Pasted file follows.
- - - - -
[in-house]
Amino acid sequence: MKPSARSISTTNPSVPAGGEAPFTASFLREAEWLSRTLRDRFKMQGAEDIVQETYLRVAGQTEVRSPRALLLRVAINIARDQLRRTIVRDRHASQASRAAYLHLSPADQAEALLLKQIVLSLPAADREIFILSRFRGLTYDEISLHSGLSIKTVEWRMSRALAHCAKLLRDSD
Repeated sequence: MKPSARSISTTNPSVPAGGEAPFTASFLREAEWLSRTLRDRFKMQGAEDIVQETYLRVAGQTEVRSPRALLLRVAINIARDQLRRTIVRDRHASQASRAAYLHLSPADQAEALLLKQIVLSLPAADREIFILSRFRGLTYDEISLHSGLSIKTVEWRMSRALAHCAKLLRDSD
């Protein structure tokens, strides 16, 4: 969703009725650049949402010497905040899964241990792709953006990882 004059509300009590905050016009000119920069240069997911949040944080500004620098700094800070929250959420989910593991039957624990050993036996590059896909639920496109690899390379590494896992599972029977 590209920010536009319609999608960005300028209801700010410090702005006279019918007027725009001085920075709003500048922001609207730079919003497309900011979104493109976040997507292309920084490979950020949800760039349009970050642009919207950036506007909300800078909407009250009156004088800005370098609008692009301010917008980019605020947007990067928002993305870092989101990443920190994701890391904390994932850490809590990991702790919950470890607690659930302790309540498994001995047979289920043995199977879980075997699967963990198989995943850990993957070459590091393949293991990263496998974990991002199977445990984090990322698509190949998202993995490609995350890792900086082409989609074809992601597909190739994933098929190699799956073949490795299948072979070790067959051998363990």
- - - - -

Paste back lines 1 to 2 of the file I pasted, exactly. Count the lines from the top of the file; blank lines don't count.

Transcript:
[in-house]
Amino acid sequence: MKPSARSISTTNPSVPAGGEAPFTASFLREAEWLSRTLRDRFKMQGAEDIVQETYLRVAGQTEVRSPRALLLRVAINIARDQLRRTIVRDRHASQASRAAYLHLSPADQAEALLLKQIVLSLPAADREIFILSRFRGLTYDEISLHSGLSIKTVEWRMSRALAHCAKLLRDSD